A major investment in a key UK transportation hub will improve safety and security
Ship tracking technology is being enhanced with new radar and software at the Port of Dover, UK, Europe’s busiest ferry port.
This upgrade comes as the Port of Dover redevelops the Western Dock into a multicargo terminal to increase ship traffic using the port.
Port of Dover expects more dry freight carriers, cruise ships and ferry traffic in the next decade due to this investment, which is why it is renewing its ship traffic, safety and security systems.
The port operator has contracted Marico Marine to upgrade safety systems, who turned to Cambridge Pixel to supply radar trackers and display technology for a new vessel traffic service (VTS) system in Dover.
This is a low-cost, open, software-based radar tracker that will integrate with the VTS.
It needed to work seamlessly with a range of proprietary radars and have plot merging capabilities to combine multiple echoes from large ship reflections into single plots.
The tracker is designed to operate with many different radar types including those from:
Port of Dover chief executive Doug Bannister told Riviera Maritime Media during a visit to the harbour’s cruise terminals that the technology is part of a revival of the port.
“Our Western Dock revival is our biggest investment,” he said. “It means we will be able to handle more freight and we will free up more capacity at the Eastern Docks for more ferry traffic.”
The revival project involves building a 300-m berth for container ships, reefers and general cargo ships. “It will also expand our cruise ship capacity,” said Mr Bannister. “We already have three dedicated cruise berths and so this will become the fourth.”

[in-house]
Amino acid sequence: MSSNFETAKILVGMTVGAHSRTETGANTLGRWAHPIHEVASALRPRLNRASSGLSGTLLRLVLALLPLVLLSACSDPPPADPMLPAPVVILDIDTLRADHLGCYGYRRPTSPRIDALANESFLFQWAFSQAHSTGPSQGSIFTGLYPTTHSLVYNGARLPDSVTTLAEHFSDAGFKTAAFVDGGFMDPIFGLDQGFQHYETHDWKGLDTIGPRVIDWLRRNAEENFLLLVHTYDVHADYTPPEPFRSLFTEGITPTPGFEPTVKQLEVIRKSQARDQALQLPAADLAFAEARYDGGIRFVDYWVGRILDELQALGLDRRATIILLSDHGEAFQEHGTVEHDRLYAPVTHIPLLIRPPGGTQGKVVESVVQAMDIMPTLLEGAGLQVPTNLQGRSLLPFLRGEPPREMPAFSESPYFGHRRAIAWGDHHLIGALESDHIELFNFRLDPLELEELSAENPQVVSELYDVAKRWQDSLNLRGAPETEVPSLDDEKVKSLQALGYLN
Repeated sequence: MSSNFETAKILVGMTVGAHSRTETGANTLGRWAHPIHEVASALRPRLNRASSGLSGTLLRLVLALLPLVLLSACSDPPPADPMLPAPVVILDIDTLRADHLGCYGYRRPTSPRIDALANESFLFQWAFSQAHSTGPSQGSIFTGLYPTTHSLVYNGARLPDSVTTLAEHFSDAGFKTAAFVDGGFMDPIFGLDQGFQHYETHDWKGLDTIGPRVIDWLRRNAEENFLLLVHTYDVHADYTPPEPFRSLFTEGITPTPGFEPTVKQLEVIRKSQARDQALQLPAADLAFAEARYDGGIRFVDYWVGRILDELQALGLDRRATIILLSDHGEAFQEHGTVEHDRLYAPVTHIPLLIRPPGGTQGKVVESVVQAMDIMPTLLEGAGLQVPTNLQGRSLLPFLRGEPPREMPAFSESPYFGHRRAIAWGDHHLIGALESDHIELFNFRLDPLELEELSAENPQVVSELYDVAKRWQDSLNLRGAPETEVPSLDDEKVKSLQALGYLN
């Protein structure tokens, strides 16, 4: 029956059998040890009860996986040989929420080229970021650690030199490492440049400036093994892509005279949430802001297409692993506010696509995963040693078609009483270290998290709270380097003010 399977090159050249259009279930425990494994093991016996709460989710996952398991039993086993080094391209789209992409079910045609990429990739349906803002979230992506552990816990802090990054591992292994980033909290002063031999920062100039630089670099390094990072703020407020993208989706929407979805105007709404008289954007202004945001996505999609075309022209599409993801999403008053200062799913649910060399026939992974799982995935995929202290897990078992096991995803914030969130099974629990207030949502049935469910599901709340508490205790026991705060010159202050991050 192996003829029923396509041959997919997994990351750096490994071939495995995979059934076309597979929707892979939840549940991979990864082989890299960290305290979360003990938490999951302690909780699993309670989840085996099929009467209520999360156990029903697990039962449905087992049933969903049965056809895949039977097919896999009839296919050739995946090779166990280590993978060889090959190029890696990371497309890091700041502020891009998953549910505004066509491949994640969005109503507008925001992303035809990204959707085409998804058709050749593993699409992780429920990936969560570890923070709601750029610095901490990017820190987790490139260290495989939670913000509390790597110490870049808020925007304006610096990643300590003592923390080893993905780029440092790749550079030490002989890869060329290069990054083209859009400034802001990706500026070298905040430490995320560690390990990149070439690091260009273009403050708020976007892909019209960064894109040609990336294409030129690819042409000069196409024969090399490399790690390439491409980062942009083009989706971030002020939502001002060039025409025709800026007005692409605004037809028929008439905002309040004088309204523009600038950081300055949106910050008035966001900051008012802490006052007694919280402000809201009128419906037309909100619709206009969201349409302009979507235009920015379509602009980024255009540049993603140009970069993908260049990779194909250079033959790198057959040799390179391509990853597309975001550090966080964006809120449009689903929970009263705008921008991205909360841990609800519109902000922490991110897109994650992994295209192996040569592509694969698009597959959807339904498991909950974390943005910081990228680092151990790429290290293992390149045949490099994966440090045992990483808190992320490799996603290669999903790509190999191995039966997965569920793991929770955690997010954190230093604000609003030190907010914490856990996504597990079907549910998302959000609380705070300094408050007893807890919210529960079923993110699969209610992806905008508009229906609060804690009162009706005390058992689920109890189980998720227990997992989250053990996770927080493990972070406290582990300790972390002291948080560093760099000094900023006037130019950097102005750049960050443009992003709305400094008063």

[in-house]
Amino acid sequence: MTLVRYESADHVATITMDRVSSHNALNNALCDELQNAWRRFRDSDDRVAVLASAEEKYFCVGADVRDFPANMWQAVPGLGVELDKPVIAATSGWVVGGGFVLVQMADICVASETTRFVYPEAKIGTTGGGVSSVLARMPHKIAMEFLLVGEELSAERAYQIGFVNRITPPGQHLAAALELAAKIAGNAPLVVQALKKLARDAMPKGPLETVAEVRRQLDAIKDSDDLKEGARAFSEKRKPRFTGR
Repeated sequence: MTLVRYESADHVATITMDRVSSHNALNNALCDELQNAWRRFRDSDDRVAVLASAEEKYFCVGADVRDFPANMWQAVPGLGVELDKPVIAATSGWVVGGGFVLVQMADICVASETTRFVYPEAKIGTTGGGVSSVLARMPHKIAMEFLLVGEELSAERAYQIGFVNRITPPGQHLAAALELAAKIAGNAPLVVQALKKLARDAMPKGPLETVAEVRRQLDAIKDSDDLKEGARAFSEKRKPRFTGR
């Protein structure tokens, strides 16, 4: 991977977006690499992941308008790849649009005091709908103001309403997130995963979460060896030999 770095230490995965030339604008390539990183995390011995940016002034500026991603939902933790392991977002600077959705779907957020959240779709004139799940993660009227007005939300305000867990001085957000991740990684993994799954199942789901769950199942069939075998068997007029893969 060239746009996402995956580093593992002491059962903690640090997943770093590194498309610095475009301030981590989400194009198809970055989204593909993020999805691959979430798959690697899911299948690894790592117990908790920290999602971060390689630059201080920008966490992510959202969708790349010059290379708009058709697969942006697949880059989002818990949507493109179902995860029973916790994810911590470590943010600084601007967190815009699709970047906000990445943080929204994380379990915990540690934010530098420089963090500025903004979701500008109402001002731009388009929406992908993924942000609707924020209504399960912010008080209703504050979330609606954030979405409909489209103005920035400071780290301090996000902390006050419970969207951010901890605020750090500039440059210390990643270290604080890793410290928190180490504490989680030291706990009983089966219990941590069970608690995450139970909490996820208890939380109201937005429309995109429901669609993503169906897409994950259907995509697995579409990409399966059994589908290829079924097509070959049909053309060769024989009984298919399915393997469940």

Port of Dover provides berths for 24/7 ferry services by P&O and DFDS to Calais and Dunkirk, both in France.
“We have created an efficient transportation service with our operations geared towards the pace of intensity of 24/7 ferry operations,” said Mr Bannister.
The port handled 1,760 commercial ships, 36,331 ferries and around 9,500 leisure craft movements last year.
The radar installation is designed to detect commercial and smaller private vessels at a significant distance from the port as well as monitoring vessel movements within the harbour.
Cambridge Pixel provided its SPx server for radar video tracking and distribution and its SPx library for displaying scan converted radar video. SPx server interfaces to each of the radars using proprietary network connections and accepts input from an automatic identification system (AIS) receiver, so that primary and AIS tracks can be viewed together. SPx server also provides high quality radar video pre-processing to optimise tracking performance.
Cambridge Pixel chief executive David Johnson said radar trackers and display software improves safety in Dover. “Radar with our trackers and display software will link to CCTV cameras to give port control officers greater ability to track, target, record and intercept vessels navigating dangerously,” he said.